LLOYD: Well, the reason I put together this all-female production of Julius Caesar, it actually came at a very particular moment. The Olympics were happening in Great Britain in 2012, and there were a number of projects that seemed to be heavily, for me, freighted in favor of men. There was also a report published in London saying that for every job that was going for a woman in the theater, there were two jobs for men, or the balance of employment was two to one. And two girlfriends of mine had just gotten their hands on the keys of a very important London theater, the Donmar. And they asked me to be part of their opening season and said, “What would you do?” So I said, “How about an all-female Shakespeare?” And my friend Harriet Walter, I went to see her, and she had largely run out of road on the classical stage. She was going to be really having to, just, give up on Shakespeare, which was her passion and her great, great skill. So I said to her, “What are you good casting for?” And she said, “Macbeth and Brutus. I’ve got much more in common with Brutus than I ever had with Cleopatra.”

[CLIP: Julius Caesar]

I kiss thy hand, but not in flattery, Caesar,
Desiring thee that Publius Cimber may
Have an immediate freedom of repeal.

What, Brutus?

Pardon, Caesar…

LLOYD: So that’s how that all began, it really began as jobs for the girls, unashamedly. I did not want my niece going to see any more classical plays thinking, “Oh, I’m the one in the corner, sort of mooning over the leading man.”  I wanted to feel that she could to the theater and think, “My god, I could be in charge.” 

BOGAEV: Exactly, you could command the stage.

[CLIP: Julius Caesar]

All this? Ay, more. Fret till your proud heart break.
Go show your slaves how choleric you are
And make your bondmen tremble. Must I budge?
Must I observe you? Must I stand and crouch
Under your testy humor?

BOGAEV: I’m wondering, though, what single-gender casting does for the audience in Shakespeare. What’s the effect of it, and what’s the power of it?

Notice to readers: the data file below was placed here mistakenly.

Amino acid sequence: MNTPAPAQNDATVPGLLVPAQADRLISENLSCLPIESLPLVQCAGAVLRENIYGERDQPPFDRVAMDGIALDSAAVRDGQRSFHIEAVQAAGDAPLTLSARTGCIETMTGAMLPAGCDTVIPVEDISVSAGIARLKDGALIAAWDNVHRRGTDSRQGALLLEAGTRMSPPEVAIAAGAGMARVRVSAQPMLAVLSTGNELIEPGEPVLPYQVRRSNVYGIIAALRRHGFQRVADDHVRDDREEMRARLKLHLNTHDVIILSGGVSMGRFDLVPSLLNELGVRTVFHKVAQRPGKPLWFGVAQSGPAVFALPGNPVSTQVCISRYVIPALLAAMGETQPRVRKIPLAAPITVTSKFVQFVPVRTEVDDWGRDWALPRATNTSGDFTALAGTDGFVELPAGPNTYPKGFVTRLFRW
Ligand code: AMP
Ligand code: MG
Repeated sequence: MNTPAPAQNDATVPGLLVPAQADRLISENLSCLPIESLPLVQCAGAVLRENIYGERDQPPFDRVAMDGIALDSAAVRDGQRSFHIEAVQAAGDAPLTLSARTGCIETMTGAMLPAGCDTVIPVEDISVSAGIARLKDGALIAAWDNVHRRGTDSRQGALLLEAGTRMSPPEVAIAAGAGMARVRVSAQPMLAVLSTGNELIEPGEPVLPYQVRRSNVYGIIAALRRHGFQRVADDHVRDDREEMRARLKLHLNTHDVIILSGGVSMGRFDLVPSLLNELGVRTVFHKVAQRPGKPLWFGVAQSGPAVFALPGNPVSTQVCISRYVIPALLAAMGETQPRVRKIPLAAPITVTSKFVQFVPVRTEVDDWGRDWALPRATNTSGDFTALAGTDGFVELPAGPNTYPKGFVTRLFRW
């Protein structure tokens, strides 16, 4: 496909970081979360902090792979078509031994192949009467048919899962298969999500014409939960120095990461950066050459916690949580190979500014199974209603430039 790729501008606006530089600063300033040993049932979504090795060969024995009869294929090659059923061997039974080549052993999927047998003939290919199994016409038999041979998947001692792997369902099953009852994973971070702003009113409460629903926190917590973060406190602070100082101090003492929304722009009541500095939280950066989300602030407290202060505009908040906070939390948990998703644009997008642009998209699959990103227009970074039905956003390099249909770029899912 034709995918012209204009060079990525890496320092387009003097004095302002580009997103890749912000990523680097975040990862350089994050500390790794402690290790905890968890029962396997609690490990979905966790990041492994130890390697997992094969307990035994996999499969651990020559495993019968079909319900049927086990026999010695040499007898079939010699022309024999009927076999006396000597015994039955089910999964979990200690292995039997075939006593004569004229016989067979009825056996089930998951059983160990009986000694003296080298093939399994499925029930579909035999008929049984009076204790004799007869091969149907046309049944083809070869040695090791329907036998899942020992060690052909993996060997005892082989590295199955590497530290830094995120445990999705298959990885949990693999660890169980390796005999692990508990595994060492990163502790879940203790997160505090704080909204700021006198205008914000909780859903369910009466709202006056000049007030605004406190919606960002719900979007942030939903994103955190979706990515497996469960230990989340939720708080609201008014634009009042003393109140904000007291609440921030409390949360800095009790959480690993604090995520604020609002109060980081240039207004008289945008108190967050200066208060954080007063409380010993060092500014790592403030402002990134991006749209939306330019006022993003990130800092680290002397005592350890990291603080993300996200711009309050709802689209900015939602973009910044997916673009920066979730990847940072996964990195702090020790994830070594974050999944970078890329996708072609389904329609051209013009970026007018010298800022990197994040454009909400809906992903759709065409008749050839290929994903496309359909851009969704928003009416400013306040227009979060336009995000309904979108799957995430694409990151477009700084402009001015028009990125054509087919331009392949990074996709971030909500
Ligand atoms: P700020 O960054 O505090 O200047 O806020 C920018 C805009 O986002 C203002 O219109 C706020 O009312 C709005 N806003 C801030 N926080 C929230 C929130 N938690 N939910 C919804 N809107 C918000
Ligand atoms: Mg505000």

LLOYD: It’s a distancing effect on one level. I think what’s thrilling about it, whether it’s all men or all women, is that you start seeing the shapes, and I think that’s something that audiences who came to see these productions, some of whom knew the plays backwards like liturgy, would say to us, “Oh my god, you’re literally hearing the same score played on different instruments, we’re literally seeing different shapes, hearing new parts of the text.

[CLIP: The Tempest]

This is a most majestic vision, and
Harmonious charmingly. May I be bold
To think these spirits?

Spirits, which by mine art
I have from their confines called to enact
My present fancies.

Let me live here ever.
So rare a wondered father and a wife
Makes this place paradise.

LLOYD: It’s a disruption, it’s not necessarily the ultimate solution, but it definitely does… A lot of rust and dust comes off the play.

BOGAEV: You did get some blowback from reviewers, as you always get blowback from reviewers, that’s what they’re there for, and I’m thinking of one that I read, here’s a quote: ” Female to male cross-casting remains a comparative rarity. When it does occur, it can trigger audience skepticism and critical discontent.”  And then it went on to compare the praise lavished on Mark Rylance’s Globe shows with some of the reviews greeting your Julius Caesar. What do you think the hang-up is here?  I’m thinking of one of your actors in Julius Caesar, who said that it makes people scared to see girls running around with so much power.

LLOYD: I think it was as much to do with the ferocity of the group. You may know these were set in a women’s prison. I mean, to say they took no prisoners is an understatement. I think there was a feeling when they walked onto the stage, I sometimes felt, particularly if we had a corporate audience, that they felt, “My God, you prisoners and there, we’re here, don’t come any closer to us.”

[CLIP: Julius Caesar]

Briefly, I dwell by the Capitol.

Your name, sir, truly.

Truly, my name is Cinna.

Tear him to pieces! He’s a conspirator.

I am Cinna the poet, I am Cinna the poet!

Tear him for his bad verses!

LLOYD: There was something about the illusion that these women were obsessed with freedom and justice to the point where they were prepared to commit slaughter for it.

BOGAEV: It was that real.

LLOYD: Yes, and of course that’s going to create a little unrest in the spirits of an audience.

[CLIP: Julius Caesar]

Speak, hands, for me!

Sounds of violence as CASCA and the others stab CAESAR

Et tu, Brutè?—Then fall, Caesar.

BOGAEV: Tell us more about why you decided then to set these three plays in prisons? 

LLOYD: I chose Julius Caesar because it was, in a way, one of the most macho plays in which almost all the actresses would be freed from the domestic and the romantic. And then I began to think, “perhaps there’s a way to help the audience and the actors believe the action of a play.”  As I say, that the characters are obsessed with freedom and justice, they have a great apprehension and danger, they’re full of superstitions, some things we discovered that many prisoners are. And so, I had this idea of setting the production in a prison. It seemed an appropriate metaphor, and we went indeed into a women’s prison first, Holloway Prison in London, to test whether this was just an intellectual idea, or whether it had roots. And we were gratified to find out that the prisoners, they deemed the play, I quote, “highly suitable” to their concerns.

BOGAEV: That’s the understatement of the year.